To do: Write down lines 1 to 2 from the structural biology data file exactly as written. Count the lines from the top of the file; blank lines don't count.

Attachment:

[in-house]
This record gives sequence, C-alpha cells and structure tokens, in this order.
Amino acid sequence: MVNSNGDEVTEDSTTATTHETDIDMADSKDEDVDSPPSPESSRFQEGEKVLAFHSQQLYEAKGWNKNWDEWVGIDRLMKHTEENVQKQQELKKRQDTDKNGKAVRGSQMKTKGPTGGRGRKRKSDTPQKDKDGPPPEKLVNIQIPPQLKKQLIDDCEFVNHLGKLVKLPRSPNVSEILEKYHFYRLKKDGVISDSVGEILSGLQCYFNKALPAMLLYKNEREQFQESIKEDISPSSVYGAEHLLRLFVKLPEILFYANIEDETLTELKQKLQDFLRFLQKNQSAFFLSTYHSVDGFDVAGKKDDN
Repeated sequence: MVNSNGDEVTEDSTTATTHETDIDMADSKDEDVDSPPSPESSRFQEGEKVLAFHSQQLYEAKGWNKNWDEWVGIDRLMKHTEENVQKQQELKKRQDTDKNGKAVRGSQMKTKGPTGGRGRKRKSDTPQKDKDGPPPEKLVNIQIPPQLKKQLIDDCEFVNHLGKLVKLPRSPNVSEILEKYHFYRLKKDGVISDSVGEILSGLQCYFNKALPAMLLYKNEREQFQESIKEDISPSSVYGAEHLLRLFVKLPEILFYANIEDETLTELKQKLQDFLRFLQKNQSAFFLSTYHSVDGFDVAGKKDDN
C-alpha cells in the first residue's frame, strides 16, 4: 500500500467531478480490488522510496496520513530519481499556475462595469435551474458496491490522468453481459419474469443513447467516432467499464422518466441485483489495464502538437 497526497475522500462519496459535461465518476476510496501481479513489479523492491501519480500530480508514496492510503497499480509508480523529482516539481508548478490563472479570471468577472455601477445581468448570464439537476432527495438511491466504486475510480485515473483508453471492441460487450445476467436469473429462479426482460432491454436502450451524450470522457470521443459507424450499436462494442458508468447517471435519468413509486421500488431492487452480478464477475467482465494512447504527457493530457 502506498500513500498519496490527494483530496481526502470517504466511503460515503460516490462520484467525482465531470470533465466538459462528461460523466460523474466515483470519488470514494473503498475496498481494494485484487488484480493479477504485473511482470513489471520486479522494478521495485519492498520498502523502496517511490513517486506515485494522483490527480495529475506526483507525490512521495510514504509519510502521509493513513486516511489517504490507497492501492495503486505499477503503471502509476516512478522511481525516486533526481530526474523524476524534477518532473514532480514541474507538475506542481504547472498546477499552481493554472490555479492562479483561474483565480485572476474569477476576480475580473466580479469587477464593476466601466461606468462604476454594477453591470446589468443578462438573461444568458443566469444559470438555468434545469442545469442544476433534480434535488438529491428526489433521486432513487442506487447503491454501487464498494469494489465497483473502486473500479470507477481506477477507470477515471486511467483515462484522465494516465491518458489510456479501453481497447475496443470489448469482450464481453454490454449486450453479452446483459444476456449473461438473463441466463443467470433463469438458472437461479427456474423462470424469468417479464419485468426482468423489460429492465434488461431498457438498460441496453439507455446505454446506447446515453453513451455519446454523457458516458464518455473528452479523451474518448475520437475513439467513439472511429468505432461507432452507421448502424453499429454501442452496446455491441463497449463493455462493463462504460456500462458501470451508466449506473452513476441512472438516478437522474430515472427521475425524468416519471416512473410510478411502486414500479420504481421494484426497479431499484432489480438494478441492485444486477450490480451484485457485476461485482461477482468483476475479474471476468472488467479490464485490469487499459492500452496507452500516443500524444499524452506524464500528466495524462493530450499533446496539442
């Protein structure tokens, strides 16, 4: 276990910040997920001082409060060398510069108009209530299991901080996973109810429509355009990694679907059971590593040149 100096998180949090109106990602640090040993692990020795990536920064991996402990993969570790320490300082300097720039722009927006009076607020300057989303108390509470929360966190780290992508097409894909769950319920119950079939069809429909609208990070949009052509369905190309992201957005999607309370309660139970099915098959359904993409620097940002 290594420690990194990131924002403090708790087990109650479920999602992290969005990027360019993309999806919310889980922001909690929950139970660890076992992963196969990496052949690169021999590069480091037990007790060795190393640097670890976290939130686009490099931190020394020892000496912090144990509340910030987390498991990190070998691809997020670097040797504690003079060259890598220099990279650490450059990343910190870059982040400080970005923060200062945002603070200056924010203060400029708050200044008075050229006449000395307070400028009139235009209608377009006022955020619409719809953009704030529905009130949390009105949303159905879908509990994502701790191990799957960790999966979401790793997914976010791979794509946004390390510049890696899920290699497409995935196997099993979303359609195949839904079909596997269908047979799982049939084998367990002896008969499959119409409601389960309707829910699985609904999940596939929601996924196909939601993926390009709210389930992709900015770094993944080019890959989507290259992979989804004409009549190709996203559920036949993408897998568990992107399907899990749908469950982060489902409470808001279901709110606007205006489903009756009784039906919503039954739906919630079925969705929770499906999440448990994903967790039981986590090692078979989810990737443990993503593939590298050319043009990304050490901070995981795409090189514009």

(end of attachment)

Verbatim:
[in-house]
This record gives sequence, C-alpha cells and structure tokens, in this order.